Contention over yard sale begins early

Land Planning and Development Chair Bobby Gupton distributed copies of the ordinance form of the yard sale regulations at the meeting of his committee on Wednesday afternoon.

The ordinance form was developed by City Attorney John Zollicoffer at the request of the city council at its February 13 meeting.

Upon reviewing the proposed ordinance, the text of which is available among today’s Home in Henderson‘s posts, Henderson City Council member Mary Emma Evans, a guest at the meeting, asked Gupton if yard sale items have to be something one already has.

“Suppose I have a dress and I don’t like it?” Evans asked.

Gupton responded that according to the ordinance, one cannot buy items for the purpose of reselling them at a yard sale.

Land Planning and Development Committee member Garry Daeke commented that if there is a rack of dresses from sizes 6 to 16, then that is a problem. He stated that it is obvious what is resale and what is personal property.

Later in the meeting, Evans asked about enforcement of the ordinance regarding church fund raisers and other charitable fund raisers. She noted that people often donate goods on consignment for such events and would, technically, be in violation of the ordinance.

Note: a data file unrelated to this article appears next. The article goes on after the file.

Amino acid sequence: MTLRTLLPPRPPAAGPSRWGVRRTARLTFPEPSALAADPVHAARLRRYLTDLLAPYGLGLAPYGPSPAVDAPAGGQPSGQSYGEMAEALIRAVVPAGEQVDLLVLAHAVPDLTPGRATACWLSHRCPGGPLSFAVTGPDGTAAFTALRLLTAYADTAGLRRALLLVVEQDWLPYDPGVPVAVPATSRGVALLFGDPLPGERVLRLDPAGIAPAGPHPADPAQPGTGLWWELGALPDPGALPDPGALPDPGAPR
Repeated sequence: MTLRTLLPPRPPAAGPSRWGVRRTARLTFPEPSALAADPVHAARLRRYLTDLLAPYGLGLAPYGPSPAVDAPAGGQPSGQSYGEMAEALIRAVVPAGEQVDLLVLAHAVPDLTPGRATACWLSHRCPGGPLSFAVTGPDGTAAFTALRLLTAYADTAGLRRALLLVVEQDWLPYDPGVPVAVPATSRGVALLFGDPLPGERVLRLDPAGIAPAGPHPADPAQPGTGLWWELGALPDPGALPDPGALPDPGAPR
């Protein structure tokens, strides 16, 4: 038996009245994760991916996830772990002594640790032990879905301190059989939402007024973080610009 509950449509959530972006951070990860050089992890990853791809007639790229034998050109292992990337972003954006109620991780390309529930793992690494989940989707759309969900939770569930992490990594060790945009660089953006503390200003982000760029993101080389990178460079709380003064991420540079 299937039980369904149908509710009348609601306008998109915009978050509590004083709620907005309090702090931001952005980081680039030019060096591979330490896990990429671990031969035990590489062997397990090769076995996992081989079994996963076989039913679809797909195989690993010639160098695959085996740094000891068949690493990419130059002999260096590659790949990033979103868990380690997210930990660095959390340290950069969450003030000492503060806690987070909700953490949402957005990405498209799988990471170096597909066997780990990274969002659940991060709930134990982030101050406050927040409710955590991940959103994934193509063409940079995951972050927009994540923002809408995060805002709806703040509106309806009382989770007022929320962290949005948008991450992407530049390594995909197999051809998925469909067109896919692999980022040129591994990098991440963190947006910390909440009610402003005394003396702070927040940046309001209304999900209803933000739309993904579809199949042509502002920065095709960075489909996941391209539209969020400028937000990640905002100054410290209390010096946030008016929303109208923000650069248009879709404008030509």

Gupton responded by saying that he did not forsee anyone turning them in. He reminded Evans that enforcement is at the discretion of the city manager. Daeke further advised Evans that if the fund raiser were held at a church, school, or the Armory, enforcement of the ordinance would not be an issue.

Evans stated that she was just trying to make it clear in discussion.

Gupton asked Evans if she were suggesting other language. Evans responded, “No”.

Gupton informed Evans that her objections were duly noted.

“I plan to vote against it,” Evans informed those present.

The discussion then turned to penalties for violations of the ordinance, something that is not addressed in the ordinance itself. Gupton voiced a desire for something minimal upon the first violation and something substantial for the second violation. The discussion also ventured into whether or not the ordinance would be enforced and what the penalty might be. Henderson City Council member Elissa Yount, also a guest at the meeting, stated that it would be up to the city manager as to who would enforce the ordinance and how it would be enforced, noting that the manager has the ability to delegate the responsibility.